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Clean Power researchers look to fruit fly for help in improving wireless network efficiency

Published on January 17th, 2011 | by Tina Casey

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“Fruit Fly” Computers Could Command Swarms of Robots with Green Jobs

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January 17th, 2011 by  

researchers look to fruit fly for help in improving wireless network efficiencyWhen it comes to efficiency, computer science has a lot to learn from the fruit fly, according to researchers from Carnegie Mellon University. The communication between nerve cells in the fly’s hairlike sensors has evolved with razor-sharp efficiency, and the research team is developing a means of translating that logic into a more efficient means of managing computer networks. The applications are wide-ranging, including remote control and data management for networks of robots that collect environmental information.

Green Jobs for Robots

Robot swarms are already being developed to collect environmental data from hard-to-reach spots. At Northwestern University, they’re working on small, lobster-like devices that can crawl across rough underwater surfaces in rivers and coastal zones. UC San Diego is also working on a small underwater robot that can drift on ocean currents. On the larger end of the scale, a more efficient network could improve the performance of agricultural robots and infrastructure robots, and the U.S. military is working on a robotic “pack mule” that could see double duty for environmental work and disaster relief.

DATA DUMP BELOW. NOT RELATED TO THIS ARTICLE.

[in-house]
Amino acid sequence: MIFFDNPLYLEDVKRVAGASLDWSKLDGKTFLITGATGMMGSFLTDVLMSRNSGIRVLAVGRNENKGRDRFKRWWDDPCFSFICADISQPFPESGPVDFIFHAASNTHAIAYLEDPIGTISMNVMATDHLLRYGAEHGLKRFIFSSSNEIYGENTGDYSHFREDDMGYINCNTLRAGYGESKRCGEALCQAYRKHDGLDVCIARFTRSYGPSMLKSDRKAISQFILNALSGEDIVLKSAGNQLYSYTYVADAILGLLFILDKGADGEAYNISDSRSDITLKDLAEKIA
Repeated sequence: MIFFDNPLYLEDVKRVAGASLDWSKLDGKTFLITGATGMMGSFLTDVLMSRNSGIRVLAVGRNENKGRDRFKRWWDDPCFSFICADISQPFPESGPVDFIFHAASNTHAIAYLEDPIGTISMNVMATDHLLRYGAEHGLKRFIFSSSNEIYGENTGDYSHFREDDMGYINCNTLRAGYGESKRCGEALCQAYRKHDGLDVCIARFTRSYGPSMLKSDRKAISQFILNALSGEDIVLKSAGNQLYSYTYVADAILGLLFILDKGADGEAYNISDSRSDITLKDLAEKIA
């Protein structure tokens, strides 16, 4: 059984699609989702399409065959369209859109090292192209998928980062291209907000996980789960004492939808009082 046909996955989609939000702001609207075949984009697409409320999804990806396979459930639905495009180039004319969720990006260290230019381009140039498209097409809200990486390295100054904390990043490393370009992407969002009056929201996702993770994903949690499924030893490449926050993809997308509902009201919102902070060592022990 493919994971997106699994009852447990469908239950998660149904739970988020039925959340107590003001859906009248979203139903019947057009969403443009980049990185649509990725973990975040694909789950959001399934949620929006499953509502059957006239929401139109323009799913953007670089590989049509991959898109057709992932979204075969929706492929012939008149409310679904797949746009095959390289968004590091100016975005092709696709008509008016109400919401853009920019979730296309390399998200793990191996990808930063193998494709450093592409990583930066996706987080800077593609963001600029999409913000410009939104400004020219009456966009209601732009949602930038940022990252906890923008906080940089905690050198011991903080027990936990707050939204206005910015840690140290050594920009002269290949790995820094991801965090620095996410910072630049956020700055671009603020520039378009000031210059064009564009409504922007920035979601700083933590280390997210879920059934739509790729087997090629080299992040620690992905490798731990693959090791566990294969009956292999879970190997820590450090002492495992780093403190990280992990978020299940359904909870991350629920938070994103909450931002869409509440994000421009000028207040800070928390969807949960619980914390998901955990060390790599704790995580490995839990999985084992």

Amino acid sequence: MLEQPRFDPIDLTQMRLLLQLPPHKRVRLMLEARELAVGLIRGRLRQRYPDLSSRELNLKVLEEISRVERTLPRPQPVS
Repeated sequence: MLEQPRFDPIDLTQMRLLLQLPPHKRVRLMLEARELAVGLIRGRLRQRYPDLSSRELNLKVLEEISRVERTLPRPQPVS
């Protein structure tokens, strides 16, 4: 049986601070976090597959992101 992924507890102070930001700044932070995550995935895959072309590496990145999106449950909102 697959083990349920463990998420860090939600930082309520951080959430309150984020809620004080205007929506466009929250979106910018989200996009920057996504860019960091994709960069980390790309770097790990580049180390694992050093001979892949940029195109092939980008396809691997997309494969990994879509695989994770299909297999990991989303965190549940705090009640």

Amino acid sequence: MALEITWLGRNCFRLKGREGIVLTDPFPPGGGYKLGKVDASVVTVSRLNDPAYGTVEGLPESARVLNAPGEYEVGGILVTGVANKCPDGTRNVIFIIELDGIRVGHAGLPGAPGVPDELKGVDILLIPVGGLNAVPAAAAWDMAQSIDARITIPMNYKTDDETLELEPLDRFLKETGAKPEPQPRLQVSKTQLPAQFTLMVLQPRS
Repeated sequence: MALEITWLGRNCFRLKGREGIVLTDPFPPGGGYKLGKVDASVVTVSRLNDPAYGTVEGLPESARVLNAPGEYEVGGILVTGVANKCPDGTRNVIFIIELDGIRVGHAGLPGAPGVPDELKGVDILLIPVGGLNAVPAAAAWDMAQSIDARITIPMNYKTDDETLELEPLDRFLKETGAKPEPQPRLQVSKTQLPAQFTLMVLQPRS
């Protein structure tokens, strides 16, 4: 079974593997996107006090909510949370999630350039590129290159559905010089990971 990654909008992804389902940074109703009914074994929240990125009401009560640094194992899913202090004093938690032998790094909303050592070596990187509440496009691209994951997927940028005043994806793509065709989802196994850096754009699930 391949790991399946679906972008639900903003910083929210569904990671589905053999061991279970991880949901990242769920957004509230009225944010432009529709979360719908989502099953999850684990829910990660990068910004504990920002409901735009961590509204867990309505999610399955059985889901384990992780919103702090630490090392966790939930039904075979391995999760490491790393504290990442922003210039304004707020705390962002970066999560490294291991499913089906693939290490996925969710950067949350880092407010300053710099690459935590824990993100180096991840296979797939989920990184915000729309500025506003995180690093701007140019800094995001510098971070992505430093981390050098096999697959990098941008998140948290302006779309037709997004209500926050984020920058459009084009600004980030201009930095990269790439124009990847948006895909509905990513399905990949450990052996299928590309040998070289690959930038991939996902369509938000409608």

Fruit Flies and Computer Networks

The nerve cells in the fruit fly’s sensors are ideal for swarms of remote sensors and other distributed networks, because only a small number of cells serve as “leaders” that direct all the other nerve cells. That’s the basic principle behind computer networks. The researchers found that the fruit flies arrangement is more “simpler and more robust” than anything computer scientists have been able to come up with in the past thirty years.

More Green Jobs for Robots

Aside from creating more efficient corps of robots for sensing and collecting raw data from the environment, a more efficient network design would help lower the cost of robot-based manufacturing operations for solar panels and other high tech products that are playing a critical role in our new clean energy future.

Image: Fruit Fly by Image Editor on flickr.com.

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About the Author

Tina Casey specializes in military and corporate sustainability, advanced technology, emerging materials, biofuels, and water and wastewater issues. Tina’s articles are reposted frequently on Reuters, Scientific American, and many other sites. Views expressed are her own. Follow her on Twitter @TinaMCasey and Google+.



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